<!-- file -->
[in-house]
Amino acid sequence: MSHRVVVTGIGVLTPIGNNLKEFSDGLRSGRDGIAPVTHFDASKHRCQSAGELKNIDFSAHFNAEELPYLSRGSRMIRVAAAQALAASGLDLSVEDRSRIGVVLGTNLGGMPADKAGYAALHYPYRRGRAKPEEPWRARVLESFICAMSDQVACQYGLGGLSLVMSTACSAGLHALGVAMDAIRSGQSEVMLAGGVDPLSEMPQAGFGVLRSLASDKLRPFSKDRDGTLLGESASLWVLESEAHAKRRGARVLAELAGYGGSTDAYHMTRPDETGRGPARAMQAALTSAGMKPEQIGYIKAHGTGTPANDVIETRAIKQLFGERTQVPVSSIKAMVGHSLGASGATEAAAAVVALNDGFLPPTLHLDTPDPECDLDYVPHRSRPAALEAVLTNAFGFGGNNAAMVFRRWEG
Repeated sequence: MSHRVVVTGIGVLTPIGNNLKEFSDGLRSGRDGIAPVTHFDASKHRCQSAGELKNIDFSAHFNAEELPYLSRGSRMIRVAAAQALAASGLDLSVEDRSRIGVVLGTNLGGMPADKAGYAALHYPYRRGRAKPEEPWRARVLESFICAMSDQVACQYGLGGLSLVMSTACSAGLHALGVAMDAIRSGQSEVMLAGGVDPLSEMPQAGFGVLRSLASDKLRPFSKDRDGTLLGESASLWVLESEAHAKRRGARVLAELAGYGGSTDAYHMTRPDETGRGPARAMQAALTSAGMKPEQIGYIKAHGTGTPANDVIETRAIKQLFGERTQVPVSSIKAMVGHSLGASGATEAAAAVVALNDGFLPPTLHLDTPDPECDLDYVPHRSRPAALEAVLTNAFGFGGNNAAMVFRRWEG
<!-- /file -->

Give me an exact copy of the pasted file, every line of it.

[in-house]
Amino acid sequence: MSHRVVVTGIGVLTPIGNNLKEFSDGLRSGRDGIAPVTHFDASKHRCQSAGELKNIDFSAHFNAEELPYLSRGSRMIRVAAAQALAASGLDLSVEDRSRIGVVLGTNLGGMPADKAGYAALHYPYRRGRAKPEEPWRARVLESFICAMSDQVACQYGLGGLSLVMSTACSAGLHALGVAMDAIRSGQSEVMLAGGVDPLSEMPQAGFGVLRSLASDKLRPFSKDRDGTLLGESASLWVLESEAHAKRRGARVLAELAGYGGSTDAYHMTRPDETGRGPARAMQAALTSAGMKPEQIGYIKAHGTGTPANDVIETRAIKQLFGERTQVPVSSIKAMVGHSLGASGATEAAAAVVALNDGFLPPTLHLDTPDPECDLDYVPHRSRPAALEAVLTNAFGFGGNNAAMVFRRWEG
Repeated sequence: MSHRVVVTGIGVLTPIGNNLKEFSDGLRSGRDGIAPVTHFDASKHRCQSAGELKNIDFSAHFNAEELPYLSRGSRMIRVAAAQALAASGLDLSVEDRSRIGVVLGTNLGGMPADKAGYAALHYPYRRGRAKPEEPWRARVLESFICAMSDQVACQYGLGGLSLVMSTACSAGLHALGVAMDAIRSGQSEVMLAGGVDPLSEMPQAGFGVLRSLASDKLRPFSKDRDGTLLGESASLWVLESEAHAKRRGARVLAELAGYGGSTDAYHMTRPDETGRGPARAMQAALTSAGMKPEQIGYIKAHGTGTPANDVIETRAIKQLFGERTQVPVSSIKAMVGHSLGASGATEAAAAVVALNDGFLPPTLHLDTPDPECDLDYVPHRSRPAALEAVLTNAFGFGGNNAAMVFRRWEG